A bitter aftertaste

OAKLAND-- Frank Thomas stared into his locker with a glazed look in his eyes.

Jim Parque beat himself up after his first outing in a year, while rookie Jon Rauch said he was "focusing on the negatives" after his best outing.

After a 6-4 loss to Oakland on Friday night at the Coliseum, the White Sox reacted like it was the end of the world.

The A's hit back-to-back home runs on consecutive pitches by Parque in the sixth, Thomas struck out in a bases-loaded situation in the eighth, and Rauch gave up two unearned runs in five innings in his third start.

"Jon Rauch kept them in the game and I just gave it up," Parque said.

"I have a bitter taste in my mouth right now. You see a team that's been winning constantly and all you want to do is be a part of it and help it out any way you can. The first time you get a shot, you drop the ball like I did today."

Looking to keep his spot in the rotation, Rauch escaped several jams, walking four and making a key throwing error on an attempted pickoff in the fifth.

Manager Jerry Manuel was noncommittal afterward on whether he'd give Rauch's spot in the rotation to Parque. Does Rauch think he'll get another shot?

"I hope so," Rauch said. "It's not my decision. Hopefully you earn the right to stay here.

"Every outing I've had has positives to it, but I'm going to focus on the negatives. My control is not there, and I'm not making the pitches when I need to."

Staked to an early 2-0 lead, Rauch experienced control problems again but shut out the A's into the fifth. After walking Jeremy Giambi with two outs, Rauch made a pickoff throw to first without looking to see if Paul Konerko was covering the bag.

He wasn't. Rauch's throw sailed into right field, allowing Giambi to advance to second. Frank Menechino's RBI single made it 2-1, and Jose Valentin followed by committing two errors on a Scott Hatteberg grounder, first booting it and then throwing it over Konerko's head, allowing the A's to tie the game at 2-2.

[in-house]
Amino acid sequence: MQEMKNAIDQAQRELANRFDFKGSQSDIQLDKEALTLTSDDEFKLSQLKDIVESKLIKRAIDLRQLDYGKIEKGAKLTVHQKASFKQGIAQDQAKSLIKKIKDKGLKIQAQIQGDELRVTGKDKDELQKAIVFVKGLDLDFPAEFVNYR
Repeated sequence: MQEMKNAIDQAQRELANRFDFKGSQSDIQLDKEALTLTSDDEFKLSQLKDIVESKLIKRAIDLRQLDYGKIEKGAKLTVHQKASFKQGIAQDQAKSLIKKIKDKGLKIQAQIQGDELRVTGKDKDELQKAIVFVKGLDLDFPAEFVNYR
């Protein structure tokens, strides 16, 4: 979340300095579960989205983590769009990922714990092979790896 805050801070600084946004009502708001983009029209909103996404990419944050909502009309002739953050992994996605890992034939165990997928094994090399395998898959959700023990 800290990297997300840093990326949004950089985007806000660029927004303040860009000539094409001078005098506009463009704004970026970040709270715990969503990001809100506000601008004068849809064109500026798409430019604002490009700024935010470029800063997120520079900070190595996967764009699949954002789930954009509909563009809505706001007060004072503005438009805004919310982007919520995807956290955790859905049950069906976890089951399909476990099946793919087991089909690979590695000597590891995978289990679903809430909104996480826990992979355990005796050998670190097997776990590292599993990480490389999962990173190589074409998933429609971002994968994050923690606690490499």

Parque, making his first appearance since undergoing labrum surgery last May, entered in the sixth and gave up extra-base hits to three of the first four batters he faced. An opposite-field double by Eric Chavez, a two-run homer by Terrence Long and a solo homer by Ramon Hernandez on the next pitch made it 5-2.

"I left some balls up that they crushed," Parque said. "It does not feel good right now. I feel like I lost this game for this team. They deserved to win, and I messed it up."

Cory Lidle shut down the Sox for his first win in four decisions, allowing two runs and striking out eight. The Sox left the bases loaded in the eighth when Jim Mecir struck out Thomas and retired Magglio Ordonez on a force.

"It's still the first month," Thomas said. "I'm not the only one struggling. A lot of great hitters are struggling."

Hernandez's second homer made it 6-2 in the eighth before Mark Johnson's two-run, two-out homer in the ninth cut the deficit to two. After Royce Clayton walked, closer Billy Koch retired Kenny Lofton to end it.

Since the start of the 2001 season, the Sox are 3-16 on the West Coast against Oakland, Seattle and Anaheim, including a 1-3 this year.